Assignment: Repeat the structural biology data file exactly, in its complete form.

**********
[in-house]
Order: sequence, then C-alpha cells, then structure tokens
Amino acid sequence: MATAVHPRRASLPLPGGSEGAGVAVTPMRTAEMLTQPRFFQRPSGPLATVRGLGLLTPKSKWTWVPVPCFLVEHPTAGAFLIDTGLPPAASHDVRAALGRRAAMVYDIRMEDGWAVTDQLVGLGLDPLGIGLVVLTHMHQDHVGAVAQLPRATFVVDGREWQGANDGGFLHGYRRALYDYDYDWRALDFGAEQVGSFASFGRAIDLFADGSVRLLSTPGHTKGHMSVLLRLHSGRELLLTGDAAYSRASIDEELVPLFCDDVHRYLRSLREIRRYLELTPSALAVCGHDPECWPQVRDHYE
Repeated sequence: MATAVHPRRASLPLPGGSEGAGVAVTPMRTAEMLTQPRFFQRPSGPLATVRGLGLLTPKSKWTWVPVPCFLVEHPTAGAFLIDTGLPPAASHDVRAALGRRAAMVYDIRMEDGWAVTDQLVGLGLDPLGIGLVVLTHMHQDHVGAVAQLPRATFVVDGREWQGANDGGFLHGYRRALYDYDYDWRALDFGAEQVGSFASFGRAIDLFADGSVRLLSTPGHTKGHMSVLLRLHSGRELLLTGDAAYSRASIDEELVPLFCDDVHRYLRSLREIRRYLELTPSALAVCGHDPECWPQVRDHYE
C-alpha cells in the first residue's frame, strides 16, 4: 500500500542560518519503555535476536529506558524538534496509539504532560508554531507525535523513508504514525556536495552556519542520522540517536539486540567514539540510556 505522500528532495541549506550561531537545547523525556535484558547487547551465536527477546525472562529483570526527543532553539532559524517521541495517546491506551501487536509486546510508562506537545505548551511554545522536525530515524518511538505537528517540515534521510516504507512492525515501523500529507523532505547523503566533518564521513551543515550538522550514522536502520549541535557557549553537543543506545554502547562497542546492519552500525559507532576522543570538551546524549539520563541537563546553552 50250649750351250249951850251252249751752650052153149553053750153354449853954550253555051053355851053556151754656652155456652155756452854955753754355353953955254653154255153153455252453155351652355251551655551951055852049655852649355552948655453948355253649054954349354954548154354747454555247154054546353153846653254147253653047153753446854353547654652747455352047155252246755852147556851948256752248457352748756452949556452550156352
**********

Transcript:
[in-house]
Order: sequence, then C-alpha cells, then structure tokens
Amino acid sequence: MATAVHPRRASLPLPGGSEGAGVAVTPMRTAEMLTQPRFFQRPSGPLATVRGLGLLTPKSKWTWVPVPCFLVEHPTAGAFLIDTGLPPAASHDVRAALGRRAAMVYDIRMEDGWAVTDQLVGLGLDPLGIGLVVLTHMHQDHVGAVAQLPRATFVVDGREWQGANDGGFLHGYRRALYDYDYDWRALDFGAEQVGSFASFGRAIDLFADGSVRLLSTPGHTKGHMSVLLRLHSGRELLLTGDAAYSRASIDEELVPLFCDDVHRYLRSLREIRRYLELTPSALAVCGHDPECWPQVRDHYE
Repeated sequence: MATAVHPRRASLPLPGGSEGAGVAVTPMRTAEMLTQPRFFQRPSGPLATVRGLGLLTPKSKWTWVPVPCFLVEHPTAGAFLIDTGLPPAASHDVRAALGRRAAMVYDIRMEDGWAVTDQLVGLGLDPLGIGLVVLTHMHQDHVGAVAQLPRATFVVDGREWQGANDGGFLHGYRRALYDYDYDWRALDFGAEQVGSFASFGRAIDLFADGSVRLLSTPGHTKGHMSVLLRLHSGRELLLTGDAAYSRASIDEELVPLFCDDVHRYLRSLREIRRYLELTPSALAVCGHDPECWPQVRDHYE
C-alpha cells in the first residue's frame, strides 16, 4: 500500500542560518519503555535476536529506558524538534496509539504532560508554531507525535523513508504514525556536495552556519542520522540517536539486540567514539540510556 505522500528532495541549506550561531537545547523525556535484558547487547551465536527477546525472562529483570526527543532553539532559524517521541495517546491506551501487536509486546510508562506537545505548551511554545522536525530515524518511538505537528517540515534521510516504507512492525515501523500529507523532505547523503566533518564521513551543515550538522550514522536502520549541535557557549553537543543506545554502547562497542546492519552500525559507532576522543570538551546524549539520563541537563546553552 50250649750351250249951850251252249751752650052153149553053750153354449853954550253555051053355851053556151754656652155456652155756452854955753754355353953955254653154255153153455252453155351652355251551655551951055852049655852649355552948655453948355253649054954349354954548154354747454555247154054546353153846653254147253653047153753446854353547654652747455352047155252246755852147556851948256752248457352748756452949556452550156352